Renata is fifteen. She’s just come back from the store with a bottle of soda called Malta. She says that if you’re pregnant, you can drink a Malta and take two of these pills called Cortal and you won’t be pregnant anymore. Her boyfriend is named Angel. Beo and Zeke refer to him as their brother-in-law. He brings presents all the time; he is allowed to sleep in Renata’s room. He deals coke for the Blue Tape Gang up the street. In Little Puerto Rico, gangs are identified by the color of the tape that is used to seal the little glassine envelopes of cocaine—blue, red, black. The gangs control their own corners. White people drive into the neighborhood, catch a runner on a corner to score. The coke is mostly powder, with a few small rocks, a bad burn.
Both Beo and Zeke work for Angel. On the corner where they stand, there are a few scraggly trees with white crosses spray-painted on the trunks, places where kids Beo’s age and older have been shot to death in the gang wars.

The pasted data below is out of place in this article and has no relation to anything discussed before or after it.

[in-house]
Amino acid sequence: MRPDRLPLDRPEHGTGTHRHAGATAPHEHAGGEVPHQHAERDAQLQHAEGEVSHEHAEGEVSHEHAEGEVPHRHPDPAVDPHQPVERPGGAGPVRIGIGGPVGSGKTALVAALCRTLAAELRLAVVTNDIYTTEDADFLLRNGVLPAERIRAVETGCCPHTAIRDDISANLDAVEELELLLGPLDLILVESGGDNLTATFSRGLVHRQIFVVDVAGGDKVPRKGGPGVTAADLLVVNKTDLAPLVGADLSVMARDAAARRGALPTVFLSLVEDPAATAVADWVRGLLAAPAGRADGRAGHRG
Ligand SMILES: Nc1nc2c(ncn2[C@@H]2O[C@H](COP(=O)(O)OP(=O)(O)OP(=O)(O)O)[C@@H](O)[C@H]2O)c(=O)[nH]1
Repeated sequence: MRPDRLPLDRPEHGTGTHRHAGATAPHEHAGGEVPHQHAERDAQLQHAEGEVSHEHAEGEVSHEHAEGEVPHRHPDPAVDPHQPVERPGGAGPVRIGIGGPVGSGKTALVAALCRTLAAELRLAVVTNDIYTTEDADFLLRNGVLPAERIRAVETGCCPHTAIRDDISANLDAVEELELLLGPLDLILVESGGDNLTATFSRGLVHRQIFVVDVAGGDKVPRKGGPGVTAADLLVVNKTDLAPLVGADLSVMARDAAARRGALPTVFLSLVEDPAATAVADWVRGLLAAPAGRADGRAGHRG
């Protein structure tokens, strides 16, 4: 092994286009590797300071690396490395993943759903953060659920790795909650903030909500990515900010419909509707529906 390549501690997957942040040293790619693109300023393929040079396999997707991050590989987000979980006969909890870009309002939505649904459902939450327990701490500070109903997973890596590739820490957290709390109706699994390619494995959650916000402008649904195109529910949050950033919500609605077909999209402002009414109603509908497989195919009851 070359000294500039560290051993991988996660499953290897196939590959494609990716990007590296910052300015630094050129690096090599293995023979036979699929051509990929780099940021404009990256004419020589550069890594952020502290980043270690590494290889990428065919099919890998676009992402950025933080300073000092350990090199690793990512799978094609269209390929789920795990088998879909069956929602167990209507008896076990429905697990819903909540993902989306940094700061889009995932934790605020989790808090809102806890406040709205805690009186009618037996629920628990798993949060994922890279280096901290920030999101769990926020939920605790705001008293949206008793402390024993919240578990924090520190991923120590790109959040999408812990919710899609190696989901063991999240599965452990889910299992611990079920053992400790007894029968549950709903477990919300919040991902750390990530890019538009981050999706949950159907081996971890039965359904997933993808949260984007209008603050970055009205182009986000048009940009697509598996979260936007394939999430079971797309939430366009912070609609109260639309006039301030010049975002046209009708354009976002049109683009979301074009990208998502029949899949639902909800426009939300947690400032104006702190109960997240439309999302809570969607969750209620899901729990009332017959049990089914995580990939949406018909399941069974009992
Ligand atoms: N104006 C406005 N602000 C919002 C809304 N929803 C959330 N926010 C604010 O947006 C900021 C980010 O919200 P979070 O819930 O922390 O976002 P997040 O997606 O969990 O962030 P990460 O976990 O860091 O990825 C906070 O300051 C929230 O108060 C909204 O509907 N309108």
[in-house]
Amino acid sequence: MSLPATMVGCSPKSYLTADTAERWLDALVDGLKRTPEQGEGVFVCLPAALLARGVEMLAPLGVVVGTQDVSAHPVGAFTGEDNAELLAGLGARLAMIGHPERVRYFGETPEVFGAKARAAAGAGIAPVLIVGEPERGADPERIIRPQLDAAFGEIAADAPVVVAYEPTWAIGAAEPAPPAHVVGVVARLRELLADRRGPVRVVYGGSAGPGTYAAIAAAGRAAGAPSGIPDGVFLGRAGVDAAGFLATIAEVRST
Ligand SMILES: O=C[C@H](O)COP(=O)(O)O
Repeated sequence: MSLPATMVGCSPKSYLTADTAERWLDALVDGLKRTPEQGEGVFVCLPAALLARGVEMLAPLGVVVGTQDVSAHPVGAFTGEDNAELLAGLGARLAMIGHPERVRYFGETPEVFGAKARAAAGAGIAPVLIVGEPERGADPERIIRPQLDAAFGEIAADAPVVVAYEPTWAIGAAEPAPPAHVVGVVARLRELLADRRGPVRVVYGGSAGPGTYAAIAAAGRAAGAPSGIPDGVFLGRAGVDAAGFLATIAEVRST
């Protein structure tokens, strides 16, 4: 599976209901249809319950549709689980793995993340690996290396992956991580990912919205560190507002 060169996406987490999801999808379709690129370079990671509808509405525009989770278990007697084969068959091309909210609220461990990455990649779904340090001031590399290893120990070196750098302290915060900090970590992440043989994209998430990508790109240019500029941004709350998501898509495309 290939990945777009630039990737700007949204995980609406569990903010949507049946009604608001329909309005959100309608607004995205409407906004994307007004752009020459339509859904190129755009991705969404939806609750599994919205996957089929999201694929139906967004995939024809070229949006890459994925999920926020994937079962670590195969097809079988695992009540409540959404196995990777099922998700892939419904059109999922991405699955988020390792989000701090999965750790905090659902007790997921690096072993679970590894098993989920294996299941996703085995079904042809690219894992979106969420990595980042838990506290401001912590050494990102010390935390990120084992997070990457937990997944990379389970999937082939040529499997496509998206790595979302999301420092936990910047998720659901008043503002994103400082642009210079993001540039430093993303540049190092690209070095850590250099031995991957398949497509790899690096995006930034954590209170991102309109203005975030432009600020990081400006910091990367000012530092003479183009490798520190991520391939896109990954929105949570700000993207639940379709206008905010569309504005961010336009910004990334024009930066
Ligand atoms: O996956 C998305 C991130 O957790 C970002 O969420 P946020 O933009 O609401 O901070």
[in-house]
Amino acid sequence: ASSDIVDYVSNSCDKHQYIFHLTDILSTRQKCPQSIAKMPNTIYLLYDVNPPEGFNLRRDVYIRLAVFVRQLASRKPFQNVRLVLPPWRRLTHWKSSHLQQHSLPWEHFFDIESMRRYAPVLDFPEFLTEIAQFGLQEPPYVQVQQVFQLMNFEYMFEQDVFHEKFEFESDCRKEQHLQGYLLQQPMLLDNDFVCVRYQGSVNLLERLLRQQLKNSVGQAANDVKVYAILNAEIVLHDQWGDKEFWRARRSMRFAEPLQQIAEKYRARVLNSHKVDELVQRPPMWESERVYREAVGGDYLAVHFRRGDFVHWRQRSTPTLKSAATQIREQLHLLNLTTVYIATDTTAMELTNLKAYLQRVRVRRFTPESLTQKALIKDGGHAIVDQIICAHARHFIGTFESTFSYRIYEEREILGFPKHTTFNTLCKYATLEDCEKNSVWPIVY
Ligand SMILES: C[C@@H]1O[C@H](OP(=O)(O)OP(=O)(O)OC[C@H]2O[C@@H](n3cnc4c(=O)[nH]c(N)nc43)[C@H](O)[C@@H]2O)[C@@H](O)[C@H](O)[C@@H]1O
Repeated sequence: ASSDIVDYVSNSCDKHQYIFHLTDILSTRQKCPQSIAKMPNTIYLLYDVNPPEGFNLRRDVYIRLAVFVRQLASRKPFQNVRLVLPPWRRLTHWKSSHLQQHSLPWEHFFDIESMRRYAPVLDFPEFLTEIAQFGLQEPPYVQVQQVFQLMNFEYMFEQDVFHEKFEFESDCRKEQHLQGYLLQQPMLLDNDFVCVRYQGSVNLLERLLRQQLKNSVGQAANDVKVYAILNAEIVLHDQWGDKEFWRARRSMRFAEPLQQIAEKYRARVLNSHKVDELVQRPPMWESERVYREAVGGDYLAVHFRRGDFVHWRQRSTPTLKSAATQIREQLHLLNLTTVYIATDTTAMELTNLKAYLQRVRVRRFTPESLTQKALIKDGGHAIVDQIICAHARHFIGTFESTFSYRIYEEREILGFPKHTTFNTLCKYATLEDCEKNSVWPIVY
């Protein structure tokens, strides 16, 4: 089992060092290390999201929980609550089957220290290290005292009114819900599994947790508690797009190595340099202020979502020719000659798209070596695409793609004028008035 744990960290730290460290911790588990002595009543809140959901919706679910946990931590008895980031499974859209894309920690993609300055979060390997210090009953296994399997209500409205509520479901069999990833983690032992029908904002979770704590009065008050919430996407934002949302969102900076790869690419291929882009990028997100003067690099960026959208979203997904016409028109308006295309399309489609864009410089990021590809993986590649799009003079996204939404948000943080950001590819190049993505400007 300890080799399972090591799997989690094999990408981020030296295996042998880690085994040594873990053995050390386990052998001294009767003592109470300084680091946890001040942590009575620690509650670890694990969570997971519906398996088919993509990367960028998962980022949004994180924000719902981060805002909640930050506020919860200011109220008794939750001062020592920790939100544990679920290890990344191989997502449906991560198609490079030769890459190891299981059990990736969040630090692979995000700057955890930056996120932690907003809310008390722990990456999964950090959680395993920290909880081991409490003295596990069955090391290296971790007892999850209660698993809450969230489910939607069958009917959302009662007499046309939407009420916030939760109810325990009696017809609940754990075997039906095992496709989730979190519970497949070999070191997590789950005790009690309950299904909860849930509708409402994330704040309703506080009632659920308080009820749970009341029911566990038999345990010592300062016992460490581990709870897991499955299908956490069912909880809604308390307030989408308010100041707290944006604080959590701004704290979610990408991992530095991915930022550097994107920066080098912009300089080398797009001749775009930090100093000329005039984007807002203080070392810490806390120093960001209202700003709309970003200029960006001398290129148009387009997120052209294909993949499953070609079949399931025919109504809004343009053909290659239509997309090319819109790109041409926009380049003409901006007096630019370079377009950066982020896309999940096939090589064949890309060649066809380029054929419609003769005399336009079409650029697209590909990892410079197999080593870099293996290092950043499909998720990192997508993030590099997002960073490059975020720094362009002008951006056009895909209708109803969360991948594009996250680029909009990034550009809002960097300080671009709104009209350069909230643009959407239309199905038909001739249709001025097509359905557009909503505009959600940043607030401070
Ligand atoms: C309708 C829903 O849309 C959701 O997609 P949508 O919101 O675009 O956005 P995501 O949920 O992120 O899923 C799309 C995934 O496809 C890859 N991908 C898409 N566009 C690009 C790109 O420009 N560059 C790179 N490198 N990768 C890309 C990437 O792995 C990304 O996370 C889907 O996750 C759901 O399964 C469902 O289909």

Ten year old Maria is busying herself at the coffee table in the living room, using a butcher knife to cut apart an imitation pearl necklace she found somewhere in the neighborhood. Seven year old Elena is playing roughly with a little kitten, throwing it up and down like a ball. Elena says the kitten has already used up three of its lives. One time Popi threw it out of the third-floor window. It didn’t land on its feet, it didn’t move. But then, after a while, it got itself back up and climbed the front steps into the house.
Another time, the baby sat on it. It seemed dead, so Angel soccer-kicked it into a wall. But two hours later it came back to life and walked shakily to its bowl and took a drink of water. Elena can’t remember the third time but she knows it happened. The kitten is cross-eyed. It has no name.